ON Tuesday, the Supreme Court, in its judgment in the case of State of Madhya Pradesh vs. Jogendra & Anr., decided to expand the scope of “dowry”. The court was hearing the case of a five-month-pregnant woman who committed suicide by immolating herself after her in-laws constantly harassed her to obtain money from her parents to pay for the construction of their house. It held that demanding any property or valuable security of any nature, including money for constructing a house, comes within the ambit of dowry.
The Supreme Court set aside a verdict by the Madhya Pradesh High Court which had acquitted the respondents for a dowry death on the ground that the victim willingly offered to contribute money for the construction of the house, and hence, it couldn’t be treated as a dowry demand.
Under the Dowry Prohibition Act, 1961, “dowry” is defined as “any property or valuable security” that parties to a marriage exchange between each other.
The bench of Chief Justice of India N.V. Ramana and Justices A.S. Bopanna and Hima Kohli stated:
“When dealing with [dowry] cases— a provision legislated to act as a deterrent in society and curb the heinous crime of dowry demands, the shift in the approach of the courts ought to be from strict to liberal, from constricted to dilated— Any rigid meaning would tend to bring to naught the real object of the provision. Therefore, a push in the right direction is required to accomplish the task of eradicating this social evil, which has become deeply entrenched in our society.”
In this particular case, the trial court convicted the respondents, that is, the husband and the father-in-law of the deceased, under Sections 304B (dowry death), 306 (abetment of suicide) and 498A (Husband or relative of husband of a woman subjecting her to cruelty) of the Indian Penal Code (IPC).
It was found by the trial court that the accused persons were constantly demanding money for the construction of a house which the victim’s family wasn’t able to give — she was constantly harassed and subjected to cruelty, eventually leading to her suicide. The respondents appealed before the Madhya Pradesh High Court, which reversed the ruling on the basis that demand of money for construction of a house cannot be treated as a demand for dowry, hence dismissing any connection between the demand for dowry and her suicide.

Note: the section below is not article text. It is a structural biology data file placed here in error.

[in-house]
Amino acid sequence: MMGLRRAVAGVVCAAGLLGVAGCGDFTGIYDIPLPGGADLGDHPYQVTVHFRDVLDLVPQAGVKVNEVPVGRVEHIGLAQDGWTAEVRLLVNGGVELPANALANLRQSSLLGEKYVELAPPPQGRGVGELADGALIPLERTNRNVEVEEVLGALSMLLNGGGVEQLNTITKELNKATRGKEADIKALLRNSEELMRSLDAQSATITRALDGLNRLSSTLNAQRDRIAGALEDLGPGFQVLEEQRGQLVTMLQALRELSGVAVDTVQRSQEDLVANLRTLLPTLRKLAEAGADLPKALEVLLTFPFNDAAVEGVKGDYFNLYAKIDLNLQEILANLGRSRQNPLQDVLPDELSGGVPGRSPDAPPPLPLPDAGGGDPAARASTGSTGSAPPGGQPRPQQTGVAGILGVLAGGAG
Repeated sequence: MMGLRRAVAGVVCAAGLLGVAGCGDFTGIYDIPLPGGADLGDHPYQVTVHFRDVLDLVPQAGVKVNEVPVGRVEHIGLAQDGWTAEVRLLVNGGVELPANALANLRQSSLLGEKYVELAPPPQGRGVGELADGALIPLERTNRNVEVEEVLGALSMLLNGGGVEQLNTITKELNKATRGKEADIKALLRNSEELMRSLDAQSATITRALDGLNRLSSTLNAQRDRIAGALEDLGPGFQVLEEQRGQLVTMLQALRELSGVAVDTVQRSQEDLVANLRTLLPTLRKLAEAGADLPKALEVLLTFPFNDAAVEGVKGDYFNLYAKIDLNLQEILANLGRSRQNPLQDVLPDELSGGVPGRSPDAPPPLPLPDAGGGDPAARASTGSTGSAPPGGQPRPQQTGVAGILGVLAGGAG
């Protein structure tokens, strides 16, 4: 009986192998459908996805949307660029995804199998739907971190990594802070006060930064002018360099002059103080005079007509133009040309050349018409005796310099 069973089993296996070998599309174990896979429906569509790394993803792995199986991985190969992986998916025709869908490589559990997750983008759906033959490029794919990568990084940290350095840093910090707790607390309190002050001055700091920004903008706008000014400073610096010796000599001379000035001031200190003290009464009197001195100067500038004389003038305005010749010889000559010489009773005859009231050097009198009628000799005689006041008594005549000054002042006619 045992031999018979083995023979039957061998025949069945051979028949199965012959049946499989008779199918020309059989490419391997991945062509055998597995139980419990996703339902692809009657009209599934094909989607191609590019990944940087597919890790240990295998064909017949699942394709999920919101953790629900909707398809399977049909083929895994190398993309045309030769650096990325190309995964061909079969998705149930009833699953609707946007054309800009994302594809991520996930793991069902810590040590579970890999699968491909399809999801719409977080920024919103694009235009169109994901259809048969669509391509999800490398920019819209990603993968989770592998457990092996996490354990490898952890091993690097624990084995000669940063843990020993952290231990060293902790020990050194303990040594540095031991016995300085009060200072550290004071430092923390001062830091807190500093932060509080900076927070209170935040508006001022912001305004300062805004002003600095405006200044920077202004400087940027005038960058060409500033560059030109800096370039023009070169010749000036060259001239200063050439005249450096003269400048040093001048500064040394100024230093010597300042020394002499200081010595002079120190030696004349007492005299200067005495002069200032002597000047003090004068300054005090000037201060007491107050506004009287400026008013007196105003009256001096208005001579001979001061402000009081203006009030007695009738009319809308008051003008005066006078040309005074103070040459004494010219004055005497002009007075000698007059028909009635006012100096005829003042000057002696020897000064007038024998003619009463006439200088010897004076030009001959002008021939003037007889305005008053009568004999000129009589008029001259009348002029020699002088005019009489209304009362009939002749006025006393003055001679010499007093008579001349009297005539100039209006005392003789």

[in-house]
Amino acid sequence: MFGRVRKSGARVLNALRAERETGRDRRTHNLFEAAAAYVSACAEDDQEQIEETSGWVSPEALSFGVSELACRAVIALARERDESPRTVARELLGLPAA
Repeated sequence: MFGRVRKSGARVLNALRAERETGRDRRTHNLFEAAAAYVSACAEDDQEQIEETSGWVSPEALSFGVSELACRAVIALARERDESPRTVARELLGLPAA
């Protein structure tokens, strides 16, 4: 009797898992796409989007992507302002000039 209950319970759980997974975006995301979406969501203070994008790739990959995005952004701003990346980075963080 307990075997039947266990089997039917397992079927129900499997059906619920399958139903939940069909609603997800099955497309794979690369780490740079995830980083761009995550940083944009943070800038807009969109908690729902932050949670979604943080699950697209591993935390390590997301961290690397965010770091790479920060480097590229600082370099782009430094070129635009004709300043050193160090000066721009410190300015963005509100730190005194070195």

In its judgement, the Supreme Court listed the following four prerequisites for convicting an accused under Section 304B of the IPC: (i) that the death of a woman must have been caused by burns or bodily injury or occurred otherwise than under normal circumstance; (ii) that such a death must have occurred within a period of seven years of her marriage; (iii) that the woman must have been subjected to cruelty or harassment at the hands of her husband, soon before her death; and (iv) that such cruelty or harassment must be in connection with the demand for dowry.
The judgment, authored by Justice Kohli, noted: “[T]he trial court has correctly interpreted the demand for money raised by the respondents on the deceased for construction of a house as falling within the definition of the word dowry. It cannot be lost sight of that the respondents have been constantly tormenting the deceased and asking her to approach her family members for money to build a house and it was only on their persistence and insistence that she was compelled to ask them to contribute some amount for constructing a house.”
The court added that the evidence provided shows that the deceased was pressurized to request for money from her family, and that hers was “a case of sheer helplessness”.
Disagreeing with the Madhya Pradesh high court, the Supreme Court ruled: “The Latin maxim “Ut Res Magis Valeat Quam Pereat” i.e, a liberal construction should be put up on written instruments, so as to uphold them, if possible, and carry into effect, the intention of the parties, sums it up. Interpretation of a provision of law that will defeat the very intention of the legislature must be shunned in favour of an interpretation that will promote the object sought to be achieved through the legislation meant to uproot a social evil like dowry demand. In this context the word “Dowry” ought to be ascribed an expansive meaning so as to encompass any demand made on a woman, whether in respect of a property or a valuable security of any nature.”
The Supreme Court restored the conviction of the accused under section 304B and 498A of the IPC, while upholding the high court’s acquittal of the respondents for the offence of section 306 due to lack of conclusive evidence on the part of the high court to make out the offence. It also reduced the sentence imposed by the trial court from rigorous imprisonment for life, to seven years’ rigorous imprisonment.
(Ninad Parikh is a final year journalism student at Tata Institute of Social Sciences, and an intern with The Leaflet.)